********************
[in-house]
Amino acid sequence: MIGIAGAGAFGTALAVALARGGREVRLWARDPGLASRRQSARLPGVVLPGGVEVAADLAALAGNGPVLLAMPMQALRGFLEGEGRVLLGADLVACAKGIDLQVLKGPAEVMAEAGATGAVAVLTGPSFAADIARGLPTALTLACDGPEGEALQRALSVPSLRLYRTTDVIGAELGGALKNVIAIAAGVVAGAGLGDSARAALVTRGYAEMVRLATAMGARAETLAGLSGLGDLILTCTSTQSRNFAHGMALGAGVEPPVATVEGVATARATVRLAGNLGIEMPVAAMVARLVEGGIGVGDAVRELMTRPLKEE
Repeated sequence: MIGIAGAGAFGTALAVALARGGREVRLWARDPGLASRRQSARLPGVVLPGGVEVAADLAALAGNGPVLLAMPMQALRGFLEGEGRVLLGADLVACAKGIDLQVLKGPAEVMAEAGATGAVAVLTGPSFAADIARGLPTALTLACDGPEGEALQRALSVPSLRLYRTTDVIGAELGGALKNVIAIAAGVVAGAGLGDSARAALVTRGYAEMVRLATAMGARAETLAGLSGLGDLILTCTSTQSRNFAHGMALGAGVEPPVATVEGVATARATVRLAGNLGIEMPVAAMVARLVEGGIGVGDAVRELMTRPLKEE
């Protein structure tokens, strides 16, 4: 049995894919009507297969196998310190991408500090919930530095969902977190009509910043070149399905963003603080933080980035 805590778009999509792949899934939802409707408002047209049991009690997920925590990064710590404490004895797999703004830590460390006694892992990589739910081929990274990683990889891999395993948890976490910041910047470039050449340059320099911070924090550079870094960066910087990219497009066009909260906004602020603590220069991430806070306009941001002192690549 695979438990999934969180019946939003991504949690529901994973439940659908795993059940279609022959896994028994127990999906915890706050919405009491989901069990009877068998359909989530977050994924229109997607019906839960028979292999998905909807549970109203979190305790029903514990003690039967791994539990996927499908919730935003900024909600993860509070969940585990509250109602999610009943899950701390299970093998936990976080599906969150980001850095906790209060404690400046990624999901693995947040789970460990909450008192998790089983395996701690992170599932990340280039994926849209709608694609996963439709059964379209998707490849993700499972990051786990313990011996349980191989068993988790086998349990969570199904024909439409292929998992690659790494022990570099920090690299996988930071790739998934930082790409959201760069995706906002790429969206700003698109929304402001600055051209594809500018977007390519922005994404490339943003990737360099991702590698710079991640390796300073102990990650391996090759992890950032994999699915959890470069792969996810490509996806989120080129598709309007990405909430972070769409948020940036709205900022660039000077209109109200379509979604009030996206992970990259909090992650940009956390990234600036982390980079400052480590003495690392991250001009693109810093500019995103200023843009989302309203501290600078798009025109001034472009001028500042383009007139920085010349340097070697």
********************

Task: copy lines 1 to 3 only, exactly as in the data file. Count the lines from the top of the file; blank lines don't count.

[in-house]
Amino acid sequence: MIGIAGAGAFGTALAVALARGGREVRLWARDPGLASRRQSARLPGVVLPGGVEVAADLAALAGNGPVLLAMPMQALRGFLEGEGRVLLGADLVACAKGIDLQVLKGPAEVMAEAGATGAVAVLTGPSFAADIARGLPTALTLACDGPEGEALQRALSVPSLRLYRTTDVIGAELGGALKNVIAIAAGVVAGAGLGDSARAALVTRGYAEMVRLATAMGARAETLAGLSGLGDLILTCTSTQSRNFAHGMALGAGVEPPVATVEGVATARATVRLAGNLGIEMPVAAMVARLVEGGIGVGDAVRELMTRPLKEE
Repeated sequence: MIGIAGAGAFGTALAVALARGGREVRLWARDPGLASRRQSARLPGVVLPGGVEVAADLAALAGNGPVLLAMPMQALRGFLEGEGRVLLGADLVACAKGIDLQVLKGPAEVMAEAGATGAVAVLTGPSFAADIARGLPTALTLACDGPEGEALQRALSVPSLRLYRTTDVIGAELGGALKNVIAIAAGVVAGAGLGDSARAALVTRGYAEMVRLATAMGARAETLAGLSGLGDLILTCTSTQSRNFAHGMALGAGVEPPVATVEGVATARATVRLAGNLGIEMPVAAMVARLVEGGIGVGDAVRELMTRPLKEE